5. A must read for any student of the paranormal. Vallee takes modern-day UFO reports, the airship sightings of the 1890s, fairie lore, etc and places them in a cultural context. Basically, according to Vallee, we are dealing with the same phenomenon; however, secondary characteristics of the phenomenon are able to change in a way to be understood by the cultures of different places and time periods.

    6. This book is a fascinating read and it well deserves its place in my ufology book collection. It is considered to be a classic seminal book on the subject and after reading it, I can see why. If I had to choose between this book that was originally published in 1969, or his 1988 book called Dimensions, I would choose the latter. The reason being because Dimensions contains much of the material from Magonia and more. What Magonia does have that Dimensions doesn't is an excellent catalogue of case [...]

    7. An undoubtedly important book in UFO lore, but no longer a must read. It shows a clear link between ancient folklore and modern ufology, but in this modern era of paranormal research that is a near-accepted fact. While this may be the book that helped shape that view, it now feels like a long read proving something that is already proven. The appendix is interesting but has not been updated, not including anything that happened in recent decades. Still, a good, though not vital read, but an impo [...]

    8. Definitely a unique book! It posits a theory on UFOs that is very interesting, very unique and hit me almost totally out of left field.

    9. I read this as a teenager. Vallee seems to think that accounts of fairies, gnomes, pixies, etc are really sightings of aliens. Interesting

    10. This impressive examination of strange encounters was published in 1969. It is so comprehensive I find myself wondering what an updated edition would look like. Vallee offers some fascinating observations and, almost fifty years after the fact, still manages to astound. Recommended for any who would like to break out of the redundant take on UFOs offered by the uninspired TV series so common on television.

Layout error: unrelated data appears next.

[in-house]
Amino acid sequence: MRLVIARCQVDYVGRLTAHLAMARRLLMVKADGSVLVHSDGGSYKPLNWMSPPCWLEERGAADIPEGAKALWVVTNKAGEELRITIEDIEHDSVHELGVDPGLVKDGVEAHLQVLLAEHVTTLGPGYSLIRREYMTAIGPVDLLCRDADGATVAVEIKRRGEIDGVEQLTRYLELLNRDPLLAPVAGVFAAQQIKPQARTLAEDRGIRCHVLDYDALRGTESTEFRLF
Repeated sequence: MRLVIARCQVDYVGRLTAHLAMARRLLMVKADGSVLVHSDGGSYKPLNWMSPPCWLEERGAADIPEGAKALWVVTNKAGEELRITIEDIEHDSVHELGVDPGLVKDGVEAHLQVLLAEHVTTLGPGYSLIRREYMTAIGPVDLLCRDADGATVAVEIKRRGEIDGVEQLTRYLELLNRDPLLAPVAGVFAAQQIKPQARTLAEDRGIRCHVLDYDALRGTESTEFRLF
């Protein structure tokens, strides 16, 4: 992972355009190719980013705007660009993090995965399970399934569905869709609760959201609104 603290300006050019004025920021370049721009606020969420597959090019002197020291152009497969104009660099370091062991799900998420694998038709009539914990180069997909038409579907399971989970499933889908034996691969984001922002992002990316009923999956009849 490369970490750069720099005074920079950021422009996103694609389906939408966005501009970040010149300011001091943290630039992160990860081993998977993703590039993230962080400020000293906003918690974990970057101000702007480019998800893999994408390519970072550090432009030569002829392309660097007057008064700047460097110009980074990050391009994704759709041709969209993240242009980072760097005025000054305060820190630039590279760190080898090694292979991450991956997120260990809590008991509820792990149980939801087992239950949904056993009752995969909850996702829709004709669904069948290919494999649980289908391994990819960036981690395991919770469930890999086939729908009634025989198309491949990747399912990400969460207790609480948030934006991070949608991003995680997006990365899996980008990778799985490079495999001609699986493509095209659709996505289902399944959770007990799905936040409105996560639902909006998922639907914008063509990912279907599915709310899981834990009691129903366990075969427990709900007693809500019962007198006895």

11. There is a reason this is still so highly recommended after decades. It's that good. Jacques Vallee manages the impossible: he maintains his position as a serious scientist looking at hard evidence with skepticism and a rational eye, while coming to the conclusion that the UFO phenomena is something quite different than "nuts & bolts" craft.

    12. Vallée is, next to J. Allen Hynek, one of a view scientists who take UFOs seriously. However, Vallée has a unique view on UFOs, which he tries to explore in this book. He argues that the UFO-sightings from the 1950s onwards are continuous with the sightings of flying airships in the late 1900s, who are continuous with earliers sightings of fairies, elves, gnomes, etc as well as with religious miracles, Maria-apparitions, etc. UFOs are thus the space-age folklore. This book thus describes the p [...]

    13. Compré este libro porque lo vi patrocinado en el TL de Twitter de una banda que me gusta mucho, sin saber que de verdad tiene algo de fama, Vallée es uno de los primeros investigadores del fenómeno OVNI y este es un de los primeros libros en donde se trata el fenómeno y sus extraños ocupantes sin suponer que son visitantes de otros mundos (cue theremin music)Y en ese sentido es muy interesante, Vallée habla de los diversos folclores de varias culturas, con un cierto sesgo hacia los escoces [...]